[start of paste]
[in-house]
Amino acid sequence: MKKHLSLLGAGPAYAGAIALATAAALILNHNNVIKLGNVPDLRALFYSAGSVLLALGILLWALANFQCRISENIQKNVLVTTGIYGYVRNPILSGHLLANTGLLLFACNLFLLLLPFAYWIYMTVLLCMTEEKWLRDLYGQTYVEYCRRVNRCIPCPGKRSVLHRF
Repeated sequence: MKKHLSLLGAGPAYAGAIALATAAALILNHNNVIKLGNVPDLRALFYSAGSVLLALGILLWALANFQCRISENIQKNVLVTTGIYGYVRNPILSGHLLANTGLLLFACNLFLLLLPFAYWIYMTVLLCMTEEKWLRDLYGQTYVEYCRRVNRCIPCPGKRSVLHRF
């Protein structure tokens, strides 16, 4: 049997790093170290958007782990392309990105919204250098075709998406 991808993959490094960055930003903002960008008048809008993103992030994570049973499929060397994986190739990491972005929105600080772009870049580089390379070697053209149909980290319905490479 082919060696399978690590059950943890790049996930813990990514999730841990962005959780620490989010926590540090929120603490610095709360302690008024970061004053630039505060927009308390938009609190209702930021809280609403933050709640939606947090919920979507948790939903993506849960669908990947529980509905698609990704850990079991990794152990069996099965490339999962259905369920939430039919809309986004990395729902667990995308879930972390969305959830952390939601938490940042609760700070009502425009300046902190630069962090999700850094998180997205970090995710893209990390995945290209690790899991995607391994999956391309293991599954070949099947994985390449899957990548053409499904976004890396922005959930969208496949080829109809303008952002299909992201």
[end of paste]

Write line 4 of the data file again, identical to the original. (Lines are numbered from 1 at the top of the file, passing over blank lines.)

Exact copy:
């Protein structure tokens, strides 16, 4: 049997790093170290958007782990392309990105919204250098075709998406 991808993959490094960055930003903002960008008048809008993103992030994570049973499929060397994986190739990491972005929105600080772009870049580089390379070697053209149909980290319905490479 082919060696399978690590059950943890790049996930813990990514999730841990962005959780620490989010926590540090929120603490610095709360302690008024970061004053630039505060927009308390938009609190209702930021809280609403933050709640939606947090919920979507948790939903993506849960669908990947529980509905698609990704850990079991990794152990069996099965490339999962259905369920939430039919809309986004990395729902667990995308879930972390969305959830952390939601938490940042609760700070009502425009300046902190630069962090999700850094998180997205970090995710893209990390995945290209690790899991995607391994999956391309293991599954070949099947994985390449899957990548053409499904976004890396922005959930969208496949080829109809303008952002299909992201």